Sandra Lee of the FSOC said that the collapse of FTX could’ve been avoided the following month had the recommendations of a report from last October been more closely studied.

Speaking at a Financial Times panel on crypto regulation this morning, Lee said “last fall, the council published a report on digital assets and instability and identified various risks and potential recommendations.”

The FSOC was established in 2010 by the Dodd-Frank Act and it works under the U.S. Treasury. It comprises fifteen members, ten of which vote, and they represent the top financial regulators, including the Fed, the SEC, and the CFTC. Their primary goal is to convene and identify emerging risks to U.S. financial markets and make policy recommendations. 

“I do think some of the themes and risks identified in the report were borne out by what was observed with FTX,” Lee said, adding as an example that there were “market integrity issues prior to regulation impacting consumers. That definitely, unfortunately, came to pass.”


Once one of the industry’s largest cryptocurrency exchanges, FTX collapsed last November after it was hit by a multi-day bank run. 

In the process of unraveling, it came to light that FTX executives had been misusing customer funds to make whole its trading arm Alameda Research, which had been over-leveraged due to risky trades and a bear market prompted by the collapse of Terra earlier that year. 

Former CEO Bankman-Fried now faces 13 criminal charges—with eight charges from an earlier indictment—including wire fraud and conspiracy to commit money laundering. His case has also prompted U.S. regulators to tighten their crackdown on crypto companies.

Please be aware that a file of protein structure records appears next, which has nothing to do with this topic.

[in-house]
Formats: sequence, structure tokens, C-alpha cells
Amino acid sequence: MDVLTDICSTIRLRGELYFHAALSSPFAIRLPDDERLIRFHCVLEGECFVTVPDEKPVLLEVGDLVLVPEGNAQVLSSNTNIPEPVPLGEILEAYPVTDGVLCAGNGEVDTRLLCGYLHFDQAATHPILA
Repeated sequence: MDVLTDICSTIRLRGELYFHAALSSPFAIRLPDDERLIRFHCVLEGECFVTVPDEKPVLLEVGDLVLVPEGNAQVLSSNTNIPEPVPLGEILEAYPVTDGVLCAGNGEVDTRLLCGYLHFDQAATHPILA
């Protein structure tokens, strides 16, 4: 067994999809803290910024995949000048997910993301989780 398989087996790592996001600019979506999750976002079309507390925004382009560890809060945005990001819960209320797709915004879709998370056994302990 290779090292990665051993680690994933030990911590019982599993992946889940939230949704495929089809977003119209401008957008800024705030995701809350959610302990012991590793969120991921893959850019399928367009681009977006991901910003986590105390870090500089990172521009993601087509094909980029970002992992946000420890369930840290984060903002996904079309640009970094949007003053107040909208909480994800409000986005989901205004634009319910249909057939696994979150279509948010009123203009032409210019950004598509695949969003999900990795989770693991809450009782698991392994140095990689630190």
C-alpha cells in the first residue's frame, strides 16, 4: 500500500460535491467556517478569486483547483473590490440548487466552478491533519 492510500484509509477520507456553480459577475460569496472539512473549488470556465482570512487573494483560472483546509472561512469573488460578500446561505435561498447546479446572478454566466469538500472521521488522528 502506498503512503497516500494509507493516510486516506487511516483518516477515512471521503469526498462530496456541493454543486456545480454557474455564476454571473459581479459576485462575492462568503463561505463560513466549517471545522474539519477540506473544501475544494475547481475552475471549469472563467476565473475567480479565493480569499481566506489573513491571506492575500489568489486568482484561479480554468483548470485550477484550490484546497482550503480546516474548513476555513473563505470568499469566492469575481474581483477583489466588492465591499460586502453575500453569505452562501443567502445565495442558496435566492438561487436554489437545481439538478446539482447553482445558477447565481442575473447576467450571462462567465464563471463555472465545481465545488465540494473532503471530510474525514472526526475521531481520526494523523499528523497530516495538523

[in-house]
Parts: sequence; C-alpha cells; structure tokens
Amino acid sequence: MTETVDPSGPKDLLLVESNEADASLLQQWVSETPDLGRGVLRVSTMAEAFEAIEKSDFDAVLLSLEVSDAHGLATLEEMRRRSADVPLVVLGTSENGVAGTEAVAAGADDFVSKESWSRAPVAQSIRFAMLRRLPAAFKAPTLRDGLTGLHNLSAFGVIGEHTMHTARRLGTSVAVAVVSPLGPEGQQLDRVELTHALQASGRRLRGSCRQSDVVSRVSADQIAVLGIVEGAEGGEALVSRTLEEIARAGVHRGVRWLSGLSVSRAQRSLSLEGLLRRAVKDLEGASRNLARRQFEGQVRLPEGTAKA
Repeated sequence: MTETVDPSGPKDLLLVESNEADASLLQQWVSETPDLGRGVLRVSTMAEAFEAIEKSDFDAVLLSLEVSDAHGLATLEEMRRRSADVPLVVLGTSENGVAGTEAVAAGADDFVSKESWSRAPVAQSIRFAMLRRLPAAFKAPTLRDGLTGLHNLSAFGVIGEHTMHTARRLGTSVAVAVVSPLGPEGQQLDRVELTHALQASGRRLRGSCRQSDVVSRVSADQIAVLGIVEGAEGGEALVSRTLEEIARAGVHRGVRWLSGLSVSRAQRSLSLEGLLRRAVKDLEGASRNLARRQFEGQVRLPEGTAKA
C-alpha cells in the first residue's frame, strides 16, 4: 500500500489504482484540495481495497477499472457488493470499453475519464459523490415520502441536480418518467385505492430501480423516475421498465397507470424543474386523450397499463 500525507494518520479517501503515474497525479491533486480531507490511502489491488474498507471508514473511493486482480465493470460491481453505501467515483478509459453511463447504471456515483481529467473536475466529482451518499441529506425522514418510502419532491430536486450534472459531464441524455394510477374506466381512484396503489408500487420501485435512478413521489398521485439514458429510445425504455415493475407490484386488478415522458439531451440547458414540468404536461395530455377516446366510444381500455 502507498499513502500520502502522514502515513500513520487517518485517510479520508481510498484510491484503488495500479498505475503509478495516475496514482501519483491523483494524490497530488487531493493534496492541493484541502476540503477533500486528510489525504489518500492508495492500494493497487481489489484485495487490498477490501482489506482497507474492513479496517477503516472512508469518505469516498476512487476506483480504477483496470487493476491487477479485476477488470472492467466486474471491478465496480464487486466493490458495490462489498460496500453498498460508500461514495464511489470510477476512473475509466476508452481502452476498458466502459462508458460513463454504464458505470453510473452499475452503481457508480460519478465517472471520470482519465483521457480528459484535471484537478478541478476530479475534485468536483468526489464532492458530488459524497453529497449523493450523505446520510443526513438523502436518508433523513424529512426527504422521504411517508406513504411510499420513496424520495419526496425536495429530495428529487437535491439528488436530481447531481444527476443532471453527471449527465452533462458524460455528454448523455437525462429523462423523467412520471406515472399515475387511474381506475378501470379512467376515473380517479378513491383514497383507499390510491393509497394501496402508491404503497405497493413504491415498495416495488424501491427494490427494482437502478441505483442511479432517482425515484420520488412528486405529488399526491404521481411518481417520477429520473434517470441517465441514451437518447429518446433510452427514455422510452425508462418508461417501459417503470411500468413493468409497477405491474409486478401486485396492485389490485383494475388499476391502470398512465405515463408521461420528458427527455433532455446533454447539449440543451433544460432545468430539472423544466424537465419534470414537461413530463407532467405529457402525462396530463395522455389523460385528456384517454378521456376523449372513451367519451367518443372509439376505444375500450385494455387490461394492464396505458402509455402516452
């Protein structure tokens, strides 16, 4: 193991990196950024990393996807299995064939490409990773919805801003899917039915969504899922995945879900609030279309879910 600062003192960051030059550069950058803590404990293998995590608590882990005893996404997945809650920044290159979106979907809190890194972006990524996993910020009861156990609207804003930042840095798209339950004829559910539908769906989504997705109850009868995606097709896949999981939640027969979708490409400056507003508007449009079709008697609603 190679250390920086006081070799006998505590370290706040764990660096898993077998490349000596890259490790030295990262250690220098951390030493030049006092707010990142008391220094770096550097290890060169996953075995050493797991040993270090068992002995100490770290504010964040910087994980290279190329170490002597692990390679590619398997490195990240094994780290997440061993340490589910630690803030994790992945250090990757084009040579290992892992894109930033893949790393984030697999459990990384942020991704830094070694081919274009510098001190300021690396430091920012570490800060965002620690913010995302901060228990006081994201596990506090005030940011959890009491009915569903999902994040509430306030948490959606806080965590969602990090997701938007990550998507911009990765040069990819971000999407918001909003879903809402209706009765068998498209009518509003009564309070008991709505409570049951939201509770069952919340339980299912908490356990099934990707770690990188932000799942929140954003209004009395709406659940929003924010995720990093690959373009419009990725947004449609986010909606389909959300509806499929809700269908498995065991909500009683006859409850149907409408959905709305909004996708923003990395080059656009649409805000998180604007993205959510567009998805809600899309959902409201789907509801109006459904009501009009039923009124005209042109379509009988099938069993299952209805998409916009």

According to Lee, the FSOC had already made recommendations that could have helped too, “one of the recommendations in the report talks about the importance to supervisors and regulators of being able to see into affiliates and subsidiaries of certain cryptoasset firms.”


The FSOC and crypto

Their October report was released in response to President Joe Biden's executive order from March 9, 2022, "Ensuring Responsible Development of Digital Assets.” 

While far from being as comprehensive as the EU’s recently-passed MiCA bill, it provided potential regulators with some general thoughts and guidance from the White House.

The report flagged four key issues in crypto: “amplified instability” within the ecosystem, prices pumped by speculation rather than fundamental underlying economic utility, “repeated significant and broad declines,” and—most relevant to FTX—tokens issued by or associated with entities with "risky business profiles and opaque capital and liquidity positions."

In retrospect, the FSOC’s wording here can neatly be applied to FTX’s native FTT token. 


A bank run on FTT catalyzed FTX’s demise. It started when rival Binance CEO Changpeng Zhao declared he would move to liquidate his exchange’s entire FTT holdings citing “recent revelations” about FTX allegedly lobbying “against other industry players behind their backs.”

As the price of FTT plummeted, it became apparent that FTX was massively overleveraged.

Within a week, the firm had filed for bankruptcy, taking 130 affiliated companies with it in a mess so large that regulators and industry alike are still trying to parse it through the wreckage. 

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